Winter is a season of dehydration. Pipes freeze, troughs and ponds turn solid, hoses are useless, and everywhere the wind sucks moisture out of skin and air and falling water. We are buried in snow, a pleasant reprieve for a day or two. Then cabin fever sets in, and with it...ice. A quarter inch of ice weighs enough to fell trees, bow power lines to the ground, collapse roofs, topple utility poles. That sparkling crust is hard enough to withstand Tucker's weight as he runs, to prevent smaller animals from leaving tracks, and to make every commute or "French Toast" run, as K calls it (the standard eggs, bread, and milk apocalypse avoidance kit) a death-defying act of pioneering.
Winter on the farm has an allure the first time. The intrepid farmer battling the elements to arrive at a Bethlahemesque barn, where (s)he can commune with grateful livestock in the comfort of their shared warmth.... As always, the realities are, like winter, much harsher than anticipated. Trough and bucket heaters fail, so water must be carried by bucket from the house, on foot if one doesn't have 4wd. Animals get sick and injured. Food runs scarce. Farmers slip and fall. Animals must be dug out of barns or snow drifts. Ice must be curried off horses. Pastures freeze, the brown grass reserves turn brittle and break on rare days above freezing. Then hooves churn the snow and dead grass into mud swills, creeks and rivers flood, and the purity of winter is sullied by a glut of dirt and poop and leftover food.
Zeke is having the hardest time surviving winter. He's stir-crazy being cooped up day and night. He worries about his sheep, and I can't let him outside off leash without having to drag him from the pasture, where he watches their every move. Inside he harrasses the cats (who are smart enough to stay inside, frustrated and cranky), and the old dogs (who are content to sleep).
Tucker and Champagne require aspirin for their arthritis. I know which days they need it because I can feel it too. Outdoors the three of us navigate the ice pack like children pretending the floor is made of lava; keenly aware that each step could have a painful end we test the footing before committing our weight. I have the advantage of opposible thumbs when mounting the deck stairs.
We are feeding the neighborhood fauna. Rabbit pellets abound where the sheeps' alfalfa hay is stored, and the horses ran through 1,000lb hay bale in a matter of days with the help of local deer. Each morning wild birds flock to the bread, seed, and corn laid out for the turkeys, chickens, and ducks. Though it's costing me, I don't really mind. We're all in this together.
The horses lost their favorite tree to ice yesterday. It broke at the ground and smashed the fenceline. Bullet is quite put out. I'm glad they have to move into the cedars, which provide a much better windblock. The fallen tree is far too big to drag off (it was 40+ ft tall) and we don't have a working chainsaw. The idea of a hedgerow, a living fence, has been bandied about for some time now and this seems as good a start as any. By spring rabbits, snakes, mice, skunks, and birds will have moved into the cover of its branches and I see no reason to evict them. Even lying on the ground the canopy is too high and dense for Bullet to jump. Penny could probably clear it if she had a mind to.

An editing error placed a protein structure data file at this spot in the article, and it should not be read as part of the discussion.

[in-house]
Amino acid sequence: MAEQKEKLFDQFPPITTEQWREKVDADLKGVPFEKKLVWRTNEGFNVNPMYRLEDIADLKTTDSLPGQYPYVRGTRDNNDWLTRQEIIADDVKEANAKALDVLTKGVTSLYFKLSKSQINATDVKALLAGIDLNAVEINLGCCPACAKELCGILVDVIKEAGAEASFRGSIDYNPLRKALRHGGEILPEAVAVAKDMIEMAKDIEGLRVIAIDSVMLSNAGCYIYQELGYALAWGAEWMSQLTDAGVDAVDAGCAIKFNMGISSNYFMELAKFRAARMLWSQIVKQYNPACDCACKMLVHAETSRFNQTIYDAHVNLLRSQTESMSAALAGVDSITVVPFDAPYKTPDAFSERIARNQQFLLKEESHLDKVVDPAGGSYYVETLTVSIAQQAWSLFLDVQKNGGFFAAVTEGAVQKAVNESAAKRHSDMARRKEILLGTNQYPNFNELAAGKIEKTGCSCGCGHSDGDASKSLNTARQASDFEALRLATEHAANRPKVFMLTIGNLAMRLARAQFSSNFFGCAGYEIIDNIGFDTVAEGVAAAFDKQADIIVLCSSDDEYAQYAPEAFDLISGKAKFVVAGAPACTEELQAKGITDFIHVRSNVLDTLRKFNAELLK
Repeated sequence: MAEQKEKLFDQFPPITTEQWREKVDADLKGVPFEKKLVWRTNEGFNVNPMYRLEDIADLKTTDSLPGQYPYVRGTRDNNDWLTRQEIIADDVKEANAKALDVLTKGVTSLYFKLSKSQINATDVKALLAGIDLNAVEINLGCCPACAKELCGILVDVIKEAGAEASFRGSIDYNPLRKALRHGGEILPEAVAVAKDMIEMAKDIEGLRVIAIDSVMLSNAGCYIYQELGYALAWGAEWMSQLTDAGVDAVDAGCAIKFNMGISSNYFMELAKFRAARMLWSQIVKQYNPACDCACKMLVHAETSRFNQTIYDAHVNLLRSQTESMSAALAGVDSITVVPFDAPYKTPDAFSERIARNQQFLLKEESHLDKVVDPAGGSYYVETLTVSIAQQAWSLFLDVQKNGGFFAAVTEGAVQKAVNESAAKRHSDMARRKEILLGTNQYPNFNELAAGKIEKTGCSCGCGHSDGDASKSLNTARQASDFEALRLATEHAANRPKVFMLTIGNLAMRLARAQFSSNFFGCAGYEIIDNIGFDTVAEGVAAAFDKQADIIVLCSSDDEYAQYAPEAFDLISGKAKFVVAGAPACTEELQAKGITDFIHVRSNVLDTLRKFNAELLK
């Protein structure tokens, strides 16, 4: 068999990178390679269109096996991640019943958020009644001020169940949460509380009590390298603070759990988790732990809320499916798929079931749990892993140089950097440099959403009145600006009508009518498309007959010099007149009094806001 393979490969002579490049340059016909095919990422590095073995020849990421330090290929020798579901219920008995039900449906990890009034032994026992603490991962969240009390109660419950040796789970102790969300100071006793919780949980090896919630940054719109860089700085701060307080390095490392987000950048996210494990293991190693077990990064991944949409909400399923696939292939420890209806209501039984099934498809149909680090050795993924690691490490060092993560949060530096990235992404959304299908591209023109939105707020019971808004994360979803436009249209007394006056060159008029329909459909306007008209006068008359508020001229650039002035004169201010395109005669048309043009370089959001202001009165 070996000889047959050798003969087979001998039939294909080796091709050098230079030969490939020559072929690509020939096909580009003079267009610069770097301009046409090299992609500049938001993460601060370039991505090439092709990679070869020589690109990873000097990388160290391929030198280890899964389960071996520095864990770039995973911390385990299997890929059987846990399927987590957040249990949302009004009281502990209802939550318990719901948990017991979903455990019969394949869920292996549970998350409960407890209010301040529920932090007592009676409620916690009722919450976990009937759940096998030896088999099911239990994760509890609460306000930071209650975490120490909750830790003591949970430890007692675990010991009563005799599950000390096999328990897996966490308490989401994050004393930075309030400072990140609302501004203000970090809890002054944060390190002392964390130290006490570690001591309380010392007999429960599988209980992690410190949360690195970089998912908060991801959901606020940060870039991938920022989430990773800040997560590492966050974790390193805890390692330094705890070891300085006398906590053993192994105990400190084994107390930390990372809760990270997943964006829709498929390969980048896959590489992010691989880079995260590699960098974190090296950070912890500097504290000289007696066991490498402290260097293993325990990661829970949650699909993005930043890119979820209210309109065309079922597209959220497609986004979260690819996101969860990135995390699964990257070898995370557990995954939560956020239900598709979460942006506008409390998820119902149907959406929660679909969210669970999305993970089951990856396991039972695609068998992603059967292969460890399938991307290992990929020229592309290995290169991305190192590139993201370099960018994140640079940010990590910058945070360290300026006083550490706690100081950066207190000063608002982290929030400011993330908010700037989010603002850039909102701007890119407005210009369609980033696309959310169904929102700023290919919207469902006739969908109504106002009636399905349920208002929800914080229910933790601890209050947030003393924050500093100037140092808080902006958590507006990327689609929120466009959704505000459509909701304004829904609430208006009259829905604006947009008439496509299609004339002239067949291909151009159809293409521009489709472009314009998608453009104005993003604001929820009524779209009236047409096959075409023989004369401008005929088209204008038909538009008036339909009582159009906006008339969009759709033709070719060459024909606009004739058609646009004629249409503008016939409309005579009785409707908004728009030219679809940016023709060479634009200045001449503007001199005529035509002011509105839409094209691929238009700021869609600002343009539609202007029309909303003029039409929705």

Bean has the luxury of snowgazing from her penthouse in my bedroom. The eggs didn't hatch, not for lack of mothering. She had a bath last night. This morning when I changed her bedding her wing fell off in my hand. Let me repeat...Bean's wing fell off. In my hand. It was shocking and gross, like watching a real life leper. The blackened appendage with golden feathers still attached brought to mind last week's Superbowl snacks. You know what I mean. I may never eat them again. Bean didn't seem bothered by this turn of events. She'll lose her toes, the top of her comb, and the other wing as well. I know these parts are dead, but frostbite continues to horrify me. I can't fathom the pain she must have gone through! Since my winter of homelessness a decade ago I experience cold more acutely than those around me. Once I get chilled, especially in my hands, it takes a long time to warm up. Bean shivers after a warm bath. One day, thinking she must desire a breath of fresh air, I took her outside. It was about 36 degrees. I know, I'm cruel. I had the wrong type of empathy in mind. Everything about her seemed to express a silent scream. With spring around some invisible corner I wonder what to do with her. Would it have been kinder to put her down? Bean displays an amazing will to survive and an amiable comeraderie that I wouldn't have noticed otherwise. Then again, she lacks the common sense to take care of herself...but so do I. She is resilient and adaptable. Like a victim of stroke or neurological damage, she has to relearn what was formerly instinctive - how to balance, how to walk, what her differently abled body feels like and how it functions. I'm afraid to put her in the coop for fear the other birds will peck her to death. She can't run; if she were to free range she'd be hawk fodder. She'll need a sweater (yes, I will knit a chicken sweater) for cool nights and a heat lamp for cold days. I'm considering putting her in with the ducks. Did I do the right thing? Anyone who wants to live this badly deserves all the chance she can get...right?
Winter is, in its coldest, darkest heart, the season of compassion. All creatures huddle together. People are kinder, more patient, more considerate in their processes. Like bees, we hibernate in the squalor of hive bound activity, emerging when the sun does to test for signs of spring...and to make French Toast runs.
Stay warm and well.